724 F.2d 1339 (9th Cir. 1983), 83-5028, United States v. Falsia
|Citation:||724 F.2d 1339|
|Party Name:||UNITED STATES of America, Plaintiff-Appellee, v. Joseph FALSIA, Defendant-Appellant.|
|Case Date:||November 18, 1983|
|Court:||United States Courts of Appeals, Court of Appeals for the Ninth Circuit|
Argued and Submitted Aug. 3, 1983.
[Copyrighted Material Omitted]
Kendra S. McNally, Los Angeles, Cal., for plaintiff-appellee.
Thomas J. Nolan, Miller & Nolan, Inc., Beverly Hills, Cal., for defendant-appellant.
Appeal from the United States District Court for the Central District of California.
Before GOODWIN and ANDERSON, Circuit Judges, and CROCKER, [*] District Judge.
J. BLAINE ANDERSON, Circuit Judge:
Joseph Falsia appeals his conviction on charges of conspiracy to distribute and to possess with the intent to distribute cocaine. We affirm.
Appellant Falsia was arrested, along with Carlos Ortiz and Francisco Rodriguez, on July 21, 1982. A federal grand jury had returned a three-count indictment charging Falsia and Ortiz with conspiracy to distribute and to possess with intent to distribute cocaine, possession with intent to distribute, and distribution of cocaine. Rodriguez was granted immunity from prosecution in return for testimony against Falsia and Ortiz. After Ortiz twice failed to appear for trial, Falsia's case was severed. Falsia was convicted on the conspiracy charge and acquitted on the other two counts.
Prior to trial, the district court refused to admit evidence of a polygraph test with results favorable to Falsia. The trial court also refused Falsia's requested jury instruction that Ortiz was a fugitive, unavailable as a defense witness. Falsia alleges error in both of these refusals. Additionally, error is asserted in the district court's denial of Falsia's motion for a new trial, excluding post-trial declarations of three jurors, and prosecutorial misconduct resulting in a denial of the Sixth Amendment right of confrontation.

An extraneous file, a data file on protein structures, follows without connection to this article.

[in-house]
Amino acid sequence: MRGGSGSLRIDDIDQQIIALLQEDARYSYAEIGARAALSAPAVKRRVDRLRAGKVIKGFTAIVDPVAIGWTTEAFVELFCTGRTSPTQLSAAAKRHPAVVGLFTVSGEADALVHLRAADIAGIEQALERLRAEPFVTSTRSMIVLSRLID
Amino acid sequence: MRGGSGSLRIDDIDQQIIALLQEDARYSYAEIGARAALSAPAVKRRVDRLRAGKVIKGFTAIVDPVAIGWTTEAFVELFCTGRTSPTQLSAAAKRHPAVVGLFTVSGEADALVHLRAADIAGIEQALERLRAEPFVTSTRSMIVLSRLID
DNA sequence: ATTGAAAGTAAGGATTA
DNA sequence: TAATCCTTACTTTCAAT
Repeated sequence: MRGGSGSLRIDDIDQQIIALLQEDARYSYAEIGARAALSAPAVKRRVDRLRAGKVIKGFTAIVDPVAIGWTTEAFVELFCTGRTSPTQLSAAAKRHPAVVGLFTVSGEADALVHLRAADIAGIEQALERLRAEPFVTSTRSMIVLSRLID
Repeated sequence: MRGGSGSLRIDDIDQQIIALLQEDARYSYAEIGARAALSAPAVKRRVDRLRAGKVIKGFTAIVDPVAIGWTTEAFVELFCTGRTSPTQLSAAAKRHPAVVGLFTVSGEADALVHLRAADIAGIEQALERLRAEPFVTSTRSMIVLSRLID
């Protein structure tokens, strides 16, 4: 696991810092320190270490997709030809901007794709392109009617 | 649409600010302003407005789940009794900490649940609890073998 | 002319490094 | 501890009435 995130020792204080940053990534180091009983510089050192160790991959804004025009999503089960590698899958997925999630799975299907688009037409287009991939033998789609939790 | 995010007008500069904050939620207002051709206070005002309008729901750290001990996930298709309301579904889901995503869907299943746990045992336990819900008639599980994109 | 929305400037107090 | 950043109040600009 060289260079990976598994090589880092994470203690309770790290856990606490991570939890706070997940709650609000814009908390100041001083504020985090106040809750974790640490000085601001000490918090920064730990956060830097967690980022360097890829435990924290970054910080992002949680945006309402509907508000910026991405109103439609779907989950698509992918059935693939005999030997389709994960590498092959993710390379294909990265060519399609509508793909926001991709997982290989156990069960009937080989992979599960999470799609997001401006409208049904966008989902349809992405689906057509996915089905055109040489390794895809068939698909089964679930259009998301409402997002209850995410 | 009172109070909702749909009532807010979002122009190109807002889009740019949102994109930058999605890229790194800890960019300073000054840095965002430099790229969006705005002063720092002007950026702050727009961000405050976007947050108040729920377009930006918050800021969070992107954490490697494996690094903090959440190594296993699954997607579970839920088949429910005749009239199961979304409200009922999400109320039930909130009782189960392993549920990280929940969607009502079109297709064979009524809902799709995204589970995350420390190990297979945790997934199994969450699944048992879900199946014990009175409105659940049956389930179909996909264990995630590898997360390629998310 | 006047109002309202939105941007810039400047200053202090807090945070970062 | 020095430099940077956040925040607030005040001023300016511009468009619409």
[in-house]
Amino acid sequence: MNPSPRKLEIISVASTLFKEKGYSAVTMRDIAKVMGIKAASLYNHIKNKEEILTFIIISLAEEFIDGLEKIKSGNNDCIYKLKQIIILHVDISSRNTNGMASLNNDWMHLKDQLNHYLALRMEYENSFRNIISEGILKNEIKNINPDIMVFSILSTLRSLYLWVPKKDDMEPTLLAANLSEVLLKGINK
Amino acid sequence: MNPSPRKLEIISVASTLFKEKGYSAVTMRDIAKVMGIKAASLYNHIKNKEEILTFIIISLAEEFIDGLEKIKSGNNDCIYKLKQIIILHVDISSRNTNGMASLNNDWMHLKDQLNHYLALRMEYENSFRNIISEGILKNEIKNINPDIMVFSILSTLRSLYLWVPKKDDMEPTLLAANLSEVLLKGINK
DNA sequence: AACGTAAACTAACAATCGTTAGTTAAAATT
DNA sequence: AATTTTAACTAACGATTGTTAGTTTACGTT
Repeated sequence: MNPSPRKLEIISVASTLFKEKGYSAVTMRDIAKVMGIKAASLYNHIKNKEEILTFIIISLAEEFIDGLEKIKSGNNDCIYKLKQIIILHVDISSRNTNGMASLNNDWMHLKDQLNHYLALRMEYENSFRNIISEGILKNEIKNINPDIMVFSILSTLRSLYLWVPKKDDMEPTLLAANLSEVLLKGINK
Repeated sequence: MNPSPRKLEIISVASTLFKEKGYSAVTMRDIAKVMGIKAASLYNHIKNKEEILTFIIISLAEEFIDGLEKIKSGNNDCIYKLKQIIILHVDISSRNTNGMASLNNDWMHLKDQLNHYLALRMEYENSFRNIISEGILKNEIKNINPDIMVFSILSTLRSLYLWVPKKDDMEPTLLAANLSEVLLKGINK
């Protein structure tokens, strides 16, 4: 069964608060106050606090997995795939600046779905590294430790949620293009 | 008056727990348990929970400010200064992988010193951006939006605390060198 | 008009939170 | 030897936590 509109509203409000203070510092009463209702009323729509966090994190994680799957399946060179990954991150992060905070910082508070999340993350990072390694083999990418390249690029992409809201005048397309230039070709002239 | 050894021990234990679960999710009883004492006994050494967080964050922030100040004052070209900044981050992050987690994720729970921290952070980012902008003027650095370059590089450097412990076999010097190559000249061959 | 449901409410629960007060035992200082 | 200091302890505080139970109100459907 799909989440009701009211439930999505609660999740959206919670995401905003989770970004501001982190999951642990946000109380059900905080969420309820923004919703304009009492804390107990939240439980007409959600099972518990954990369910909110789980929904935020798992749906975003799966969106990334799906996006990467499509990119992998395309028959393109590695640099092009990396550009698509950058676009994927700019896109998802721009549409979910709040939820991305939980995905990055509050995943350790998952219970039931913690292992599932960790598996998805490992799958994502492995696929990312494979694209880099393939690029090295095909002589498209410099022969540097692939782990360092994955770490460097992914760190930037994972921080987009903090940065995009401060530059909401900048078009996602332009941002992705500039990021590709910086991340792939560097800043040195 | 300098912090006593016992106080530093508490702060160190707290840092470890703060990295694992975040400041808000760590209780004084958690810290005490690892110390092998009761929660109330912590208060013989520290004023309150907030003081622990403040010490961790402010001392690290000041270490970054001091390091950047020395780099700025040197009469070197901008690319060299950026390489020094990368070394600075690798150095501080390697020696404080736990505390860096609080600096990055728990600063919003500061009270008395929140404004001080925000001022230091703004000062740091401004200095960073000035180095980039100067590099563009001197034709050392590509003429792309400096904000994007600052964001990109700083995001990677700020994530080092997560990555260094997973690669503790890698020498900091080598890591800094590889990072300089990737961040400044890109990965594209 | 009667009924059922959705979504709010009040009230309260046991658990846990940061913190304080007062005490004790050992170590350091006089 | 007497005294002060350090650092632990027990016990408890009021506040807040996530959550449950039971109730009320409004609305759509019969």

The Polygraph Evidence
The district court refused to admit into evidence the favorable results of a polygraph test given to Falsia at his attorney's request. Falsia argued admission was essential because his credibility was a central issue in the case and the test results were crucial to bolster that credibility. Falsia laid an extensive background for admission of the polygraph results and urged that these facts be sent to the jury for determination of reliability.
The precedent is clear. Although expert testimony relating to polygraph tests may be admissible, admission or exclusion of the evidence is in the sound discretion of the district court. United States v. McIntyre, 582 F.2d 1221...
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